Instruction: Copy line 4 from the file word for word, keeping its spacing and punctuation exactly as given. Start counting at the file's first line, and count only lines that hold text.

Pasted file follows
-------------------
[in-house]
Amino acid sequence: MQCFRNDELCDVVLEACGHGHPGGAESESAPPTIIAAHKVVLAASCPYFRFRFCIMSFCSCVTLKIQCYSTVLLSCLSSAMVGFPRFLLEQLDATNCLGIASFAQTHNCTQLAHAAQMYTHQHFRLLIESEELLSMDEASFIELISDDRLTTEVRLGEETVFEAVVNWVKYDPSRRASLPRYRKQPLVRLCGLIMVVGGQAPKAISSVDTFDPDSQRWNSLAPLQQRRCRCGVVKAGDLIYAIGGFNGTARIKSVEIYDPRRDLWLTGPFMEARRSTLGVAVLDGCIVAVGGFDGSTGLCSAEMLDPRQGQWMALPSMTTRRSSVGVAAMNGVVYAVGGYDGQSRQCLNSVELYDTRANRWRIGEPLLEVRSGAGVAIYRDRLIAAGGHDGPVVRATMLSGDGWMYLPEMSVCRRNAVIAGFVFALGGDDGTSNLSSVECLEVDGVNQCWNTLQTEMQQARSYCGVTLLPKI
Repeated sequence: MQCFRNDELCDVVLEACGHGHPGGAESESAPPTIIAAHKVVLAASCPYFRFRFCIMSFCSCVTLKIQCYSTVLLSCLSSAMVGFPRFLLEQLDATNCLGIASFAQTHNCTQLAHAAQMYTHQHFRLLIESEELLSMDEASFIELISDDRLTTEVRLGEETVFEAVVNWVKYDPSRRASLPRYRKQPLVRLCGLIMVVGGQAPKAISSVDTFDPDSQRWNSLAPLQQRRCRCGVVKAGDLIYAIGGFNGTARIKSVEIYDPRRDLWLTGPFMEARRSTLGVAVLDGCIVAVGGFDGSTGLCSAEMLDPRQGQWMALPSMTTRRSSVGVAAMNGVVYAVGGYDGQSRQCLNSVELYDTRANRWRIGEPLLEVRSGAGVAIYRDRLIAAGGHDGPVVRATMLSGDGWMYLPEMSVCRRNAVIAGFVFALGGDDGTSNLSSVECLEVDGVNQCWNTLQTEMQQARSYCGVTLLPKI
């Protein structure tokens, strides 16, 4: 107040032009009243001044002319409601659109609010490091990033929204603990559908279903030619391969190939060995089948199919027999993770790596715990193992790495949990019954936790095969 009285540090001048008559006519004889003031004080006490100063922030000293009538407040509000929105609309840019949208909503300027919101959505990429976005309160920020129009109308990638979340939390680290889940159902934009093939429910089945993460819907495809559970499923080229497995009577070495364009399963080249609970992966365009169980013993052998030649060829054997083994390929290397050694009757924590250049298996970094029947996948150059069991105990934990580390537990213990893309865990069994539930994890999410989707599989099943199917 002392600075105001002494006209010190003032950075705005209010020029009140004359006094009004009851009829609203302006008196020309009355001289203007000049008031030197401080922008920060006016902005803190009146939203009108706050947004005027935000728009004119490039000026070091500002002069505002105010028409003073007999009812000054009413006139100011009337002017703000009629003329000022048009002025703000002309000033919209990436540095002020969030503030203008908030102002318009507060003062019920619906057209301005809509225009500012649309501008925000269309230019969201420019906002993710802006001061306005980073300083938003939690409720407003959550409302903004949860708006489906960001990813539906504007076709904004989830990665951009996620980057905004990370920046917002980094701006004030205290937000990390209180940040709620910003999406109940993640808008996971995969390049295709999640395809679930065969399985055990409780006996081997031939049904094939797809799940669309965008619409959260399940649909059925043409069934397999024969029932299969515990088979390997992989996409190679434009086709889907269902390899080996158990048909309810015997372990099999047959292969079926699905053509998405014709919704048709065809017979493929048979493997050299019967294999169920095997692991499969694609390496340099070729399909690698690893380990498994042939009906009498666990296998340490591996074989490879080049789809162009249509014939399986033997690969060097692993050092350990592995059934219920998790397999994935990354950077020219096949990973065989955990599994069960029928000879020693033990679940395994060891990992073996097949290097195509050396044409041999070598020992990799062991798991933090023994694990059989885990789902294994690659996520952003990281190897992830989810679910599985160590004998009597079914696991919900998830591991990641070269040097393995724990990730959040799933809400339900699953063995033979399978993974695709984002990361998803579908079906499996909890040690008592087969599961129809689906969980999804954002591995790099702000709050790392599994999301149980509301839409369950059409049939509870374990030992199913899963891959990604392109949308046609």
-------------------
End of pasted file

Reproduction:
């Protein structure tokens, strides 16, 4: 107040032009009243001044002319409601659109609010490091990033929204603990559908279903030619391969190939060995089948199919027999993770790596715990193992790495949990019954936790095969 009285540090001048008559006519004889003031004080006490100063922030000293009538407040509000929105609309840019949208909503300027919101959505990429976005309160920020129009109308990638979340939390680290889940159902934009093939429910089945993460819907495809559970499923080229497995009577070495364009399963080249609970992966365009169980013993052998030649060829054997083994390929290397050694009757924590250049298996970094029947996948150059069991105990934990580390537990213990893309865990069994539930994890999410989707599989099943199917 002392600075105001002494006209010190003032950075705005209010020029009140004359006094009004009851009829609203302006008196020309009355001289203007000049008031030197401080922008920060006016902005803190009146939203009108706050947004005027935000728009004119490039000026070091500002002069505002105010028409003073007999009812000054009413006139100011009337002017703000009629003329000022048009002025703000002309000033919209990436540095002020969030503030203008908030102002318009507060003062019920619906057209301005809509225009500012649309501008925000269309230019969201420019906002993710802006001061306005980073300083938003939690409720407003959550409302903004949860708006489906960001990813539906504007076709904004989830990665951009996620980057905004990370920046917002980094701006004030205290937000990390209180940040709620910003999406109940993640808008996971995969390049295709999640395809679930065969399985055990409780006996081997031939049904094939797809799940669309965008619409959260399940649909059925043409069934397999024969029932299969515990088979390997992989996409190679434009086709889907269902390899080996158990048909309810015997372990099999047959292969079926699905053509998405014709919704048709065809017979493929048979493997050299019967294999169920095997692991499969694609390496340099070729399909690698690893380990498994042939009906009498666990296998340490591996074989490879080049789809162009249509014939399986033997690969060097692993050092350990592995059934219920998790397999994935990354950077020219096949990973065989955990599994069960029928000879020693033990679940395994060891990992073996097949290097195509050396044409041999070598020992990799062991798991933090023994694990059989885990789902294994690659996520952003990281190897992830989810679910599985160590004998009597079914696991919900998830591991990641070269040097393995724990990730959040799933809400339900699953063995033979399978993974695709984002990361998803579908079906499996909890040690008592087969599961129809689906969980999804954002591995790099702000709050790392599994999301149980509301839409369950059409049939509870374990030992199913899963891959990604392109949308046609």